Also, The Blue Danube by J. Strauss is my favourite. The river is so beautiful and it reminds me of the River Niger. Colour of the blue Danube has a lot in common with the River Niger. The Blue Danube traverses many countries, so also the River Niger. The peace of mind that I get from this music is colossal.

  My first song is Mozart — Piano concerto No9 (first movement), and my second song is My ain Folk. It’s a Scottish song made very popular by the celebrated Scottish tenor, Kenneth Mackeller. But this recording is by John McDermot. I came across this piece when I was studying in Scotland and Kenneth Mackeller used to perform it very often and I found the words very fascinating because he says, ‘I’m far across the sea, but my heart will always be at home in good old Scotland, with my ain folk.’ Now, each time, I hear that, I said to myself I’m far across the sea, but my heart will always be in good old Nigeria with my own folk. Nigeria, of course, in those days was a country where the sky was the limit. It’s a song of nostalgia and if there are any Scots people in this audience, I’m sure there will not be a dry eye at the end of this performance (laughter from audience).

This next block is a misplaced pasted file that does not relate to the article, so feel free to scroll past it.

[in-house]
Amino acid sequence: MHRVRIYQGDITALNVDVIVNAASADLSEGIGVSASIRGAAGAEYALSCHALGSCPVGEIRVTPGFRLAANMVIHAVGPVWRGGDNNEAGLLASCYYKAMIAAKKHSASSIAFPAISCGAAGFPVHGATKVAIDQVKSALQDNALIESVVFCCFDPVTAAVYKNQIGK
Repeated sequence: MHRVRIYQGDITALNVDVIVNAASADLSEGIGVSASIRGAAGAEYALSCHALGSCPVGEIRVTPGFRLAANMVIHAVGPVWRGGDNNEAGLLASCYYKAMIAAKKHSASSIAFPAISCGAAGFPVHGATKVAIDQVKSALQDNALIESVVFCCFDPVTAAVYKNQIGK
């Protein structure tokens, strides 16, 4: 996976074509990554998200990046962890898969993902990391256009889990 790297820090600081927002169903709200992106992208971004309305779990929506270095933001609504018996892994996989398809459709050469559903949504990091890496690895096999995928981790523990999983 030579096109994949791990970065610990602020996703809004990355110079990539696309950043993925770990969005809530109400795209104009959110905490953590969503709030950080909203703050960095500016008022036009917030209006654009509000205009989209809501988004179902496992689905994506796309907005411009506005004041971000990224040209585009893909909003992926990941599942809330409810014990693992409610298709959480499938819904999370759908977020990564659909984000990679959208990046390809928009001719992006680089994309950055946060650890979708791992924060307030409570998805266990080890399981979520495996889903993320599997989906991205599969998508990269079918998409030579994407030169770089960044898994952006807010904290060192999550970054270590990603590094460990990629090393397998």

My next choice is the composition by Saint-Saens, The Swan taken from Carnival of Animals. What fascinates me about this piece of music is not just the cello, but the way in which the piano accompanies the cello. It keeps a respectful distance from the cello. Beethoven’s piano sonata comes next. I love Beethoven’s piano sonatas, and I think basically because I am myself a failed pianist (laughter from hall) and the number that I am proposing is his Sonata No 21 in C Major, the Rondo.  Ever since I first listened to a live performance of this sonata, I fell in love with it.